But if only Potosì is worth a visit for a few days, mine or not, there are numerous things to do not only in the city but also just outside, where small villages can be reached with the numerous micro buses that leave mainly from Uyuni Square, about 25 minutes walking from the center or reachable with one of the numerous micros from the city square.

potosi bolivia

Trip out of town. A Sunday in Betanzos

As an alternative to the mine tour I decided to take a micro (minibus) going in search of the villages where the first language is Quechuawhere I could find myself far from tourist centers and where, possibly, apart from me as a foreigner on the bus and on the streets, there was no one else except locals.
I was advised to go to Betenzos which on Sundays comes alive with the colorful and vast market.

Stall of typical men’s hats in Betanzos
betanzos market
Peanut seller at the market

I arrived on Sunday and on the occasion of the celebration of San Juan, National holiday. An ideal day to take part in that colorful bedlam that is the market.

Football tables along the streets entertain children of all ages, entire families they are sitting on the steps of the town church under the sun which at that time of day is hot and makes you forget the cold of the previous night.
The entire center of the town is a markettraffic on this holiday is blocked except along the main road, the secondary roads are occupied by women sitting on the ground with sometimes slightly bored eyes looking into space waiting to sell their products: fruit, carob, coca leaves, batteries, wheels of cheese, ice cream, jellies in glasses covered with cream and lots of bread.

I buy an package of coca leavessome socks, I eat at a comedor two saltenas (the Bolivian empanadas but larger and tastier, there is the onion in the middle, like the Argentine ones), I have a chat with the locals and get back on the micro to return to Potosì happy with the special day I had experienced.

gelatine bolivia
Woman making jellies at Betanzos market

I’m the only tourist. The only one with a camera in hand, which I sometimes hide to steal some photos, and with the video camera at navel height to record scenes of a life so out of the ordinary (for me).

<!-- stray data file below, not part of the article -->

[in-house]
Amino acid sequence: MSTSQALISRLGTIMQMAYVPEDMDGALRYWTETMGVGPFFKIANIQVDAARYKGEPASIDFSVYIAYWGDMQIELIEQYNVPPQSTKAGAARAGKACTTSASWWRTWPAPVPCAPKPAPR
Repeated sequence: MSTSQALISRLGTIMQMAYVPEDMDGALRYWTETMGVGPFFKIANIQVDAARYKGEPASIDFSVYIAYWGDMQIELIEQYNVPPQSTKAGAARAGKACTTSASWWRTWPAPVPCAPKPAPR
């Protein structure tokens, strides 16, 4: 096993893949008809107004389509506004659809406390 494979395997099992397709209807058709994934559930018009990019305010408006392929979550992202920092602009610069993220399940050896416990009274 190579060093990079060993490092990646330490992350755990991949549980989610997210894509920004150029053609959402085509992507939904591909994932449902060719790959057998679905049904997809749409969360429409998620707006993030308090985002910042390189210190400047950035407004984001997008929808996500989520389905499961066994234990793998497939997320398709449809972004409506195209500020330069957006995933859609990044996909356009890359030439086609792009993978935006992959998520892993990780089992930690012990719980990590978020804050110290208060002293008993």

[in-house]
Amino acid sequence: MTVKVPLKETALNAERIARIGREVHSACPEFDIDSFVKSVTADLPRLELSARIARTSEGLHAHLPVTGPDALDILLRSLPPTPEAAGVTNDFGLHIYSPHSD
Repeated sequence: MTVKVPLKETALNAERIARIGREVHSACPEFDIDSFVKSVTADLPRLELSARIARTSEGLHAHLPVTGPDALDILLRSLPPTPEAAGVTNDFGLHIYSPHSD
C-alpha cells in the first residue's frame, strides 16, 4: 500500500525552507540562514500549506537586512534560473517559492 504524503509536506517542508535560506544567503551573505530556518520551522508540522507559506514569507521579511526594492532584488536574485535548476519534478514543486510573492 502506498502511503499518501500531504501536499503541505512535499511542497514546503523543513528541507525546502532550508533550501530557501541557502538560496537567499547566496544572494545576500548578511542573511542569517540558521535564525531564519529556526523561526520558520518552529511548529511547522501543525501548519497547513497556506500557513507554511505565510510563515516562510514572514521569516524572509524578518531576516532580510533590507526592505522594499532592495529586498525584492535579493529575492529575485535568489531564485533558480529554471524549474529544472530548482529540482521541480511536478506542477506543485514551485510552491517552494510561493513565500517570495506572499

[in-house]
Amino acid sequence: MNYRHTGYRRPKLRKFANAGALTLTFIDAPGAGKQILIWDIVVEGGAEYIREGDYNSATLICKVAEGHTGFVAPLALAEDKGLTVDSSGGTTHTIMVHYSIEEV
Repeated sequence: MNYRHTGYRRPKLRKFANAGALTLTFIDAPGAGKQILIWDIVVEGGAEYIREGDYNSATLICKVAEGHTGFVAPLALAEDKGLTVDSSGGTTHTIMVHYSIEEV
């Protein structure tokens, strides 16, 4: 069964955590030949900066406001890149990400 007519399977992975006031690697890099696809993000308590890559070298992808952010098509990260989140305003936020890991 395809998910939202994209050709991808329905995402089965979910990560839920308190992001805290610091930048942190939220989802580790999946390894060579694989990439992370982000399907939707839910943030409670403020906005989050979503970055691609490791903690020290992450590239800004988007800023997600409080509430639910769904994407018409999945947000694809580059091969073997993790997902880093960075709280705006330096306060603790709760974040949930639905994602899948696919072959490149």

I chat with the street vendorssomeone takes some photographs of me, they look at me, they look at me, they smile and I smile back, the less shy ones ask me some questions, hiding their faces behind their hands and showing great embarrassment.

Bolivians are shy, they are not rude, and even just asking a foreigner where they come from is a source of shame, their eyes speak and say what their mouth does not pronounce.

cholitas bolivia
Cholitas a Betanzos
Bolivian woman
Woman at the Betanzos market

How to get to Betanzos from Potosi

I recommend going to Betanzos Sunday for the market. I don’t know what it’s like on weekdays but I imagine the show isn’t the same as what I had the pleasure of encountering.
The Potosi-Betanzos trip takes about 1 hour by micro.
The micros leave as soon as they are full. In theory they leave every 30 minutes but if the minibus doesn’t fill up we don’t leave.
The cost of a one-way ticket is 5 bolivianos, or 60 euro cents.
More information on the post Means of transport in Bolivia

Tour to the Potosì mines

To date, the mines are still active and tours are organized to visit them. Whether you want to take part in this experience or not, I remember that it is not a tour suitable for those suffering from claustrophobia (like me), and which is potentially dangerous.
In fact, we still work today in the same conditions of instability and lack of security as in the past.

From what I was told by those who took part in the tour they will meet miners at work who descend into hell every day, temperatures can reach up to 40 degrees, and work in dangerous conditions hundreds of meters underground.
Il tour costs less than €20 and you can book at this link.

Tarapaya – Thermal baths at the Ojo del Inca

A short distance from Potosi, in about 30 minutes by micro minutes you can reach it Tarapaya famous for the thermal baths used since the times of the Incas.
Called Eye of the Inca (eye of the Inca) for its benefits, an ideal place if you are looking for a bit of peace and tranquility surrounded by calm and relaxing scenery, imposing mountains and silence.

The thermal baths are used by the locals themselves, you pay the entrance, 7 bolivianos.
In about 20 minutes of walking up the mountain you reach the top where the crater of the lake is located, swimming in this natural pool can be dangerous, but the view is spectacular.

You get to Tarapaya with a micro from Plaza Uyunu, to return you have to wait along the side of the road, the micros run every 15/20 minutes.

Tarapaya, Bolivia
Crater Lake Tarapaya